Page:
TEN MINUTES WITH… SOWETO KINCH

Rob Soar Soweto KinchWords Rob Soar

Named after the South African township where riots blazed just two years before he was born, Soweto Kinch was perhaps destined to disturb the peace. But the British saxophonist/rapper, born to parents from Jamaica and Barbados, uses the power of music and spoken word to make his voice heard.

We spoke with the MOBO/Mercury/BBC Jazz Award-winning artist about slavery, satire and celebrities with bad breath, ahead of his performance at the National Arts Festival alongside local hip hop MC Tumi Molekane.

Your most recent album was titled The New Emancipation. Why?

It happened on three different levels: I started writing some of the songs around the time of the inauguration of President Obama. A lot of people were talking about it being a post-racial age and I thought it was an important time to reflect on what emancipation meant 100-200 years ago and what it might mean today.

I also looked around and saw what was happening with the banks and the financial crisis… we increasingly feel like we are slaves to debt and slaves to the big banks. There is a song [on the album] called Paris Heights; a play on the fact that all the people from debt-collection agencies are like mosquitoes. I wanted to parody and satirise at the same time.

Finally and most importantly this was my first independent release; the first time I have released an album myself, free of a label, so I felt emancipation was very personal to me.

How would you describe the sound of the album?

It’s a strong mix of the two styles that are most dominant in my playing – it’s jazz and hip hop, too. It’s hard for me to create a spread but I will say they are roughly even. There are also songs featuring vocalists like Jason McDougal and Francis Mott.

For people who aren’t familiar with Soweto Kinch, what song would you recommend they listen to first?

You know it’s so hard because musicians and writers are always trying to anticipate what an audience would like. The song that I really like at the moment is Raise Your Spirit, which is from my most recent album The New Emancipation. Another is Help. But if people want demonstrations of my saxophone playing then I guess they can always hit up YouTube first.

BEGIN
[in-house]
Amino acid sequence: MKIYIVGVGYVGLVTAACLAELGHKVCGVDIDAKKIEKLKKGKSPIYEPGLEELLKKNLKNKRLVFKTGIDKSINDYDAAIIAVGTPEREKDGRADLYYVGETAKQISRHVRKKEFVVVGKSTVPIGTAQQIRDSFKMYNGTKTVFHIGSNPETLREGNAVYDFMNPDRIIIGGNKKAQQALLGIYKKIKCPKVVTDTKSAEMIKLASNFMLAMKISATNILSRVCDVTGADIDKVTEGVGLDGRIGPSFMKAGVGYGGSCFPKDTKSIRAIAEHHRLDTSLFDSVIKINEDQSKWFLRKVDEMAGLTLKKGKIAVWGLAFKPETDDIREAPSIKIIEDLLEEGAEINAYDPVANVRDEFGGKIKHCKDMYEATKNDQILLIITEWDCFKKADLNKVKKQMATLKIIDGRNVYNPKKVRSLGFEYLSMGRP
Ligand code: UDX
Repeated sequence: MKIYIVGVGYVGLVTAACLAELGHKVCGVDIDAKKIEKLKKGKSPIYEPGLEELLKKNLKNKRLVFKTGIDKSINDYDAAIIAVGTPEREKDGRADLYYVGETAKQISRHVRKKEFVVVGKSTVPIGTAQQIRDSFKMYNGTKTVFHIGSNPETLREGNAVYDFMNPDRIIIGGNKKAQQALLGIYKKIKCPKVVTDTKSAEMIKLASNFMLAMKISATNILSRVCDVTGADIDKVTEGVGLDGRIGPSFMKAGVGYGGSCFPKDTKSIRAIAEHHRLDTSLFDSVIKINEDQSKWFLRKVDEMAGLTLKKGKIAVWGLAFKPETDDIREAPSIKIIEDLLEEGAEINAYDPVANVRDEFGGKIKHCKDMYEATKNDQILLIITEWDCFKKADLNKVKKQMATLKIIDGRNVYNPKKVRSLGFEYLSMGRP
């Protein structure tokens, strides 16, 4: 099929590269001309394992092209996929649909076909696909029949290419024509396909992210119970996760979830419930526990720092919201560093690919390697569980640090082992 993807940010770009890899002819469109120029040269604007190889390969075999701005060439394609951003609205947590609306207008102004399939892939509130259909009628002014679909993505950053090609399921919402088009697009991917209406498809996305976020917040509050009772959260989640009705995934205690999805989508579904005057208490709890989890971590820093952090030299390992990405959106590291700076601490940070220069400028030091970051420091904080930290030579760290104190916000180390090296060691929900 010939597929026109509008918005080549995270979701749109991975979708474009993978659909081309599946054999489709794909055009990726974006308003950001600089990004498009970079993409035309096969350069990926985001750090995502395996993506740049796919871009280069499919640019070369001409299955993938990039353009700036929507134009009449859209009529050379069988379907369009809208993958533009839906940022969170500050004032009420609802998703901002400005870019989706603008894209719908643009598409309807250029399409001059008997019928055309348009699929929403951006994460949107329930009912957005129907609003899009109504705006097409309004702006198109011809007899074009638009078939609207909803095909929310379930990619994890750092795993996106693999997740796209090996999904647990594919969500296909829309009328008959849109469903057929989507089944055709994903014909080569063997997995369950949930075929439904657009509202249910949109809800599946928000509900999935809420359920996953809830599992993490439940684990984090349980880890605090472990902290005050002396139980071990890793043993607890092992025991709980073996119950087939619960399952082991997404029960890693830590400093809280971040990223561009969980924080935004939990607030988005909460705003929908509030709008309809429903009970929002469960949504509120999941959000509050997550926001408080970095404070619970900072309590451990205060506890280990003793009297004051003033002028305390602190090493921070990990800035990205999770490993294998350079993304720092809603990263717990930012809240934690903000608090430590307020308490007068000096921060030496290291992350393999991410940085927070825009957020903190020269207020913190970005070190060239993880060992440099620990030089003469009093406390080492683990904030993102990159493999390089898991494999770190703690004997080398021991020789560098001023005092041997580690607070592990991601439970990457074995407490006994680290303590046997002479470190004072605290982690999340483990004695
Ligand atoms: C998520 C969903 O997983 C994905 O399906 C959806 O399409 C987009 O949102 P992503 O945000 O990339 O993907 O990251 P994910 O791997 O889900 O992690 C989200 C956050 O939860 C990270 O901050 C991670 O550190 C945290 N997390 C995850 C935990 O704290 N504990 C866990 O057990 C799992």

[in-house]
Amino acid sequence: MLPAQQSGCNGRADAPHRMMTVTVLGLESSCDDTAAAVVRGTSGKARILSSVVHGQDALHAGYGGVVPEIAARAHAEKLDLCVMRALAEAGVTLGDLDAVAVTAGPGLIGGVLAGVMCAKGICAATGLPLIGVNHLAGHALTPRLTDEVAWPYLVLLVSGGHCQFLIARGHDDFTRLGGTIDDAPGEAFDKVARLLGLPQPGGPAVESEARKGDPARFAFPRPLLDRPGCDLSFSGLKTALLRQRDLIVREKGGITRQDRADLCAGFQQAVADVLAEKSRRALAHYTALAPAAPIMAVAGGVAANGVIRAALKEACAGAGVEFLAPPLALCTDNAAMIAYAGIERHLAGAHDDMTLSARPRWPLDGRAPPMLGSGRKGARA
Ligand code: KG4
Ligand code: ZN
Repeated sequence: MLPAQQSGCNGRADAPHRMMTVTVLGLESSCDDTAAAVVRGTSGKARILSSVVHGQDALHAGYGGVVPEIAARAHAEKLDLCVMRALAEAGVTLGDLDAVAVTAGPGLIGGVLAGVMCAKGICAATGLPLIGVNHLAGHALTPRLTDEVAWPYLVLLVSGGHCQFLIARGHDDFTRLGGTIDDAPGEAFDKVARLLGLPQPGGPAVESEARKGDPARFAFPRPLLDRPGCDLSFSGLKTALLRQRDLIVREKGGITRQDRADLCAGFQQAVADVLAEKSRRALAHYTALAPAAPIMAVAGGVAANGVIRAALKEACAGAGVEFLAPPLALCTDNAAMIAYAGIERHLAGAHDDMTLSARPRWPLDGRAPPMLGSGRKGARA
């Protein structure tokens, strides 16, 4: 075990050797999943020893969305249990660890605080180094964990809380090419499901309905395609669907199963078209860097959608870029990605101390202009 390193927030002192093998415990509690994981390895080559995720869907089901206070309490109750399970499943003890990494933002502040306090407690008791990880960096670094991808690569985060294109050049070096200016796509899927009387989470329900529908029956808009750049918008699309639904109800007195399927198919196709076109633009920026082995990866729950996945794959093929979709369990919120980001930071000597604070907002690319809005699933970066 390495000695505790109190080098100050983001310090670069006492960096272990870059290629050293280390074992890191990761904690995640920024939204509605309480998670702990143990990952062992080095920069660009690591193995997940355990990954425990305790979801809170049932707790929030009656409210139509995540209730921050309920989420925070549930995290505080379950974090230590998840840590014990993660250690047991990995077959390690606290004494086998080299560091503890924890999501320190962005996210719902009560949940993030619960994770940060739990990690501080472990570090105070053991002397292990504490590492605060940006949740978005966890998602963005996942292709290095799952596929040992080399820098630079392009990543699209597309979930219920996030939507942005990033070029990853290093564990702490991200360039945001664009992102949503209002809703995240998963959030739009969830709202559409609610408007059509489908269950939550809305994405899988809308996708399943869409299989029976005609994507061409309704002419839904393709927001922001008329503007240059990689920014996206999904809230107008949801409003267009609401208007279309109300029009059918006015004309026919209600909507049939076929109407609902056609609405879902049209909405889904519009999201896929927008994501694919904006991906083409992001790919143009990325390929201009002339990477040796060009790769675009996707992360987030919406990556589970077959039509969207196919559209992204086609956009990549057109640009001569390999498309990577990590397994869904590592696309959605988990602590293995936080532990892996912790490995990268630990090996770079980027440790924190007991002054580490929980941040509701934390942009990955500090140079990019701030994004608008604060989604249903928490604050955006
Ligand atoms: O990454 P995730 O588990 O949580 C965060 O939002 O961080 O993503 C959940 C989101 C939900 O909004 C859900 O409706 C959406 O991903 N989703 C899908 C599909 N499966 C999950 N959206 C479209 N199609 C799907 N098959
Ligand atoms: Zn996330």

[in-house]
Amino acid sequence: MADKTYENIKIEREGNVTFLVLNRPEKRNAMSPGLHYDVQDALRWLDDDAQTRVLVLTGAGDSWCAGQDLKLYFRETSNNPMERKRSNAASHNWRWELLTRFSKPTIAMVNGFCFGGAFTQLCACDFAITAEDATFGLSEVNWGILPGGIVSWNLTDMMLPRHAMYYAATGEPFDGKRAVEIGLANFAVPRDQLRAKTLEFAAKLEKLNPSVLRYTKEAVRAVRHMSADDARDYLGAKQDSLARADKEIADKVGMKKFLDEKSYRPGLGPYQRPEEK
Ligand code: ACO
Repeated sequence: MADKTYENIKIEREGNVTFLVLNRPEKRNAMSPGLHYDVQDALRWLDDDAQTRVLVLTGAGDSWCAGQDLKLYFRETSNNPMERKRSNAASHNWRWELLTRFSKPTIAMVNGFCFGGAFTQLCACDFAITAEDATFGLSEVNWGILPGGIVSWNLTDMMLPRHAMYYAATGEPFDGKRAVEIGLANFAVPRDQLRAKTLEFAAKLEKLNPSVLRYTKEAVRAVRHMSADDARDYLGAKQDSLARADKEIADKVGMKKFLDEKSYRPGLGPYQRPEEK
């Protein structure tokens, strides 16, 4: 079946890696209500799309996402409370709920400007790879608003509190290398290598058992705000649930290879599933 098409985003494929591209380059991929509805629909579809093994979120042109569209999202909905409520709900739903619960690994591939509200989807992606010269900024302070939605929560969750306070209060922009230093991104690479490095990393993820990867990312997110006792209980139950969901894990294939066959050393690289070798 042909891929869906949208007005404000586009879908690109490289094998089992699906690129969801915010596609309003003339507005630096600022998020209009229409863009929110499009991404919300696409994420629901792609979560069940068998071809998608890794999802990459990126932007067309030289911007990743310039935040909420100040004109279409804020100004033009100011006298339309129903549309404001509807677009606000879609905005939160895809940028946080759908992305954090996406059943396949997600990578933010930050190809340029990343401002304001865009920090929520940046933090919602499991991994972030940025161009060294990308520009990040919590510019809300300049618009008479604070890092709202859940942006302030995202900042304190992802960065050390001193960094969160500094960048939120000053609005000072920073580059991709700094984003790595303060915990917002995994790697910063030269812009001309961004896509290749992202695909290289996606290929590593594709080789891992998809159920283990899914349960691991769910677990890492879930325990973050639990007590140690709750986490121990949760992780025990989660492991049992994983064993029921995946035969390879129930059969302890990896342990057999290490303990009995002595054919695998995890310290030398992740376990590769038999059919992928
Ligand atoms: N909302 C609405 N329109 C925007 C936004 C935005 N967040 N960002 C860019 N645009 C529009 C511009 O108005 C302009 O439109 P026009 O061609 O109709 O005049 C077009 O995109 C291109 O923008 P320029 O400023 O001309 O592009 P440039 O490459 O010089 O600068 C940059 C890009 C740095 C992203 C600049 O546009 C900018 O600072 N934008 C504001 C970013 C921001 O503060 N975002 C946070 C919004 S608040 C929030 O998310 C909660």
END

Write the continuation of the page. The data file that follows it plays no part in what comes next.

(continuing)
You just performed at the Bath International Music Festival, how was that?

Amazing actually. I had the chance of doing a pre-show talk with Kevin Le Gendre. At first I thought that there wouldn’t be anything to expand upon but by just laying it out to the audience, having the chance to explain my music before I played made the gig really special. The other performances were also great. I loved it.

What would you consider your greatest success?
It’s a tough question to answer. Can I have two? I think that winning the saxophone competition in Montreux [in 2002]. It kick-started the belief that I could go on to do great things in music, rubber stamped what I was doing and gave me the confidence to do the things that I have been doing ever since. The second thing was getting another MOBO for Best Jazz Act… more than the award; it was the fact that I was reaching people who have never heard my music before.

What are your plans for the rest of the year?

I’m looking forward to working on a show dedicated to Joe Harriott [the late jazz saxophonist], which is going to happen in London on 26 July [at the Southbank Centre]. I’m currently writing some new music in tribute to the method of his genius. I have also been commissioned to write a piece for the Harrogate Jazz Festival.

What legacy do you want your music to leave behind?

I think a belief in people that music can actually change things effectively in the world. Music is not just here for entertainment but actually has the power to reform and change things that we are not happy about. Music has done that before and will do it again.

Dream collaboration [jazz trumpeter] Ambrose Akinmusire

First jazz record JuJu by Wayne Shorter was the first one I bought with money; others I got from the library

Most proud of The Flyover Show, the show that I do underneath the Hockley Flyover

Jazz is… real life

Jazz isn’t… junk food

People are surprised that… celebrities have bad breath

I’m happiest when… performing

Catch Soweto Kinch next at The Flyover Show in Birmingham, UK, on June 18 and at the National Arts Festival, Grahamstown, South Africa, on July 2-3.

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